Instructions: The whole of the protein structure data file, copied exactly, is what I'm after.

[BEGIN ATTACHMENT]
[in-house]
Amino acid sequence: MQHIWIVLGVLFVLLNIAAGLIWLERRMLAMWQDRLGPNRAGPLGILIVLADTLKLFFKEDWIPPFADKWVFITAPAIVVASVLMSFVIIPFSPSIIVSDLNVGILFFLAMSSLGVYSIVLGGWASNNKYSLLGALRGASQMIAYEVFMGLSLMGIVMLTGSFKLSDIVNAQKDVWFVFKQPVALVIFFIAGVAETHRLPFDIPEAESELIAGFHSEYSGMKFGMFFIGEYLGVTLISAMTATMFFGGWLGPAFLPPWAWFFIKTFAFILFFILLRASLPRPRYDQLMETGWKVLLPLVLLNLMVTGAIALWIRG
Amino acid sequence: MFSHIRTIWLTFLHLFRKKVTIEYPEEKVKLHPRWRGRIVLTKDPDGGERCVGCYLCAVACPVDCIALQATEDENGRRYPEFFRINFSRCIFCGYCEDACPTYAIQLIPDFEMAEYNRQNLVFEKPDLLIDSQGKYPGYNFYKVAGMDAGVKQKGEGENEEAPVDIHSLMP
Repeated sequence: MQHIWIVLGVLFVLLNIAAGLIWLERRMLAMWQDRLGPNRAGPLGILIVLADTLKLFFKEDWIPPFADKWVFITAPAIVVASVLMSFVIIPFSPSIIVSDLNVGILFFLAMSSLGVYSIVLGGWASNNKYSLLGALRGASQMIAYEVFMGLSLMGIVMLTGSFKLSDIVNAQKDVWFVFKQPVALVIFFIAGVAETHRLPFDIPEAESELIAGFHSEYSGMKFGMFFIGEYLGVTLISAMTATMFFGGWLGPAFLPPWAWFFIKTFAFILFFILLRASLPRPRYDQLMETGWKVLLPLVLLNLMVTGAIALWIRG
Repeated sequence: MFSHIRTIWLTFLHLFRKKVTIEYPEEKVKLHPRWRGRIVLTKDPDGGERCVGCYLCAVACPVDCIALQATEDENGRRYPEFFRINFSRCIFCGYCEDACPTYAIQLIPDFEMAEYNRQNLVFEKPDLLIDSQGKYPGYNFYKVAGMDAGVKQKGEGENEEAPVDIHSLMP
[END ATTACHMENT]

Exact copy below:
[in-house]
Amino acid sequence: MQHIWIVLGVLFVLLNIAAGLIWLERRMLAMWQDRLGPNRAGPLGILIVLADTLKLFFKEDWIPPFADKWVFITAPAIVVASVLMSFVIIPFSPSIIVSDLNVGILFFLAMSSLGVYSIVLGGWASNNKYSLLGALRGASQMIAYEVFMGLSLMGIVMLTGSFKLSDIVNAQKDVWFVFKQPVALVIFFIAGVAETHRLPFDIPEAESELIAGFHSEYSGMKFGMFFIGEYLGVTLISAMTATMFFGGWLGPAFLPPWAWFFIKTFAFILFFILLRASLPRPRYDQLMETGWKVLLPLVLLNLMVTGAIALWIRG
Amino acid sequence: MFSHIRTIWLTFLHLFRKKVTIEYPEEKVKLHPRWRGRIVLTKDPDGGERCVGCYLCAVACPVDCIALQATEDENGRRYPEFFRINFSRCIFCGYCEDACPTYAIQLIPDFEMAEYNRQNLVFEKPDLLIDSQGKYPGYNFYKVAGMDAGVKQKGEGENEEAPVDIHSLMP
Repeated sequence: MQHIWIVLGVLFVLLNIAAGLIWLERRMLAMWQDRLGPNRAGPLGILIVLADTLKLFFKEDWIPPFADKWVFITAPAIVVASVLMSFVIIPFSPSIIVSDLNVGILFFLAMSSLGVYSIVLGGWASNNKYSLLGALRGASQMIAYEVFMGLSLMGIVMLTGSFKLSDIVNAQKDVWFVFKQPVALVIFFIAGVAETHRLPFDIPEAESELIAGFHSEYSGMKFGMFFIGEYLGVTLISAMTATMFFGGWLGPAFLPPWAWFFIKTFAFILFFILLRASLPRPRYDQLMETGWKVLLPLVLLNLMVTGAIALWIRG
Repeated sequence: MFSHIRTIWLTFLHLFRKKVTIEYPEEKVKLHPRWRGRIVLTKDPDGGERCVGCYLCAVACPVDCIALQATEDENGRRYPEFFRINFSRCIFCGYCEDACPTYAIQLIPDFEMAEYNRQNLVFEKPDLLIDSQGKYPGYNFYKVAGMDAGVKQKGEGENEEAPVDIHSLMP